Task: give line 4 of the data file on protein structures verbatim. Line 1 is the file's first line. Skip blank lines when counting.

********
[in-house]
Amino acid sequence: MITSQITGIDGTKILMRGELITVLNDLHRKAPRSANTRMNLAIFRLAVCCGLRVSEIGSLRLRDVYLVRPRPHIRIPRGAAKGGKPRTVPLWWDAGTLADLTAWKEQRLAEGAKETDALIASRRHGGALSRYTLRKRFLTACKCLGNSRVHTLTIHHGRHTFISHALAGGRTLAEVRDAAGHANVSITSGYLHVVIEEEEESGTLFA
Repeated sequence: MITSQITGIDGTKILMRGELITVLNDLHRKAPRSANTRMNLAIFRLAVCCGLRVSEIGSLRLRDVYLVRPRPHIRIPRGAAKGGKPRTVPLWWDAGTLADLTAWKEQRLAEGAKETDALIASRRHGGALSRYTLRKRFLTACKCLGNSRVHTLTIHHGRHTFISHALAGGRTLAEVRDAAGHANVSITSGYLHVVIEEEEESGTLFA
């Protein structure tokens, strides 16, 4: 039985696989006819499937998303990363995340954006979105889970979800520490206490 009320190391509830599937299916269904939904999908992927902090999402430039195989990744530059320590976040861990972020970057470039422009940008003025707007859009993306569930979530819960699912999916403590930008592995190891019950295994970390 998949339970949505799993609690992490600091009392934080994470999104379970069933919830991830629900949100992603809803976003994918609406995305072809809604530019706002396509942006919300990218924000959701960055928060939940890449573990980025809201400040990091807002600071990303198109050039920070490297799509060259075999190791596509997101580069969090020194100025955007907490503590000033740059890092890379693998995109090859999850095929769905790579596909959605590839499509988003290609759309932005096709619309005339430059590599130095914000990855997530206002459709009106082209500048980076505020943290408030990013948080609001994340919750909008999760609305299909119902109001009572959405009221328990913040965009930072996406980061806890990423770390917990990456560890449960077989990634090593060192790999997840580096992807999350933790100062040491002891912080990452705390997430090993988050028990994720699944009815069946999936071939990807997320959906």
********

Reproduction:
């Protein structure tokens, strides 16, 4: 039985696989006819499937998303990363995340954006979105889970979800520490206490 009320190391509830599937299916269904939904999908992927902090999402430039195989990744530059320590976040861990972020970057470039422009940008003025707007859009993306569930979530819960699912999916403590930008592995190891019950295994970390 998949339970949505799993609690992490600091009392934080994470999104379970069933919830991830629900949100992603809803976003994918609406995305072809809604530019706002396509942006919300990218924000959701960055928060939940890449573990980025809201400040990091807002600071990303198109050039920070490297799509060259075999190791596509997101580069969090020194100025955007907490503590000033740059890092890379693998995109090859999850095929769905790579596909959605590839499509988003290609759309932005096709619309005339430059590599130095914000990855997530206002459709009106082209500048980076505020943290408030990013948080609001994340919750909008999760609305299909119902109001009572959405009221328990913040965009930072996406980061806890990423770390917990990456560890449960077989990634090593060192790999997840580096992807999350933790100062040491002891912080990452705390997430090993988050028990994720699944009815069946999936071939990807997320959906």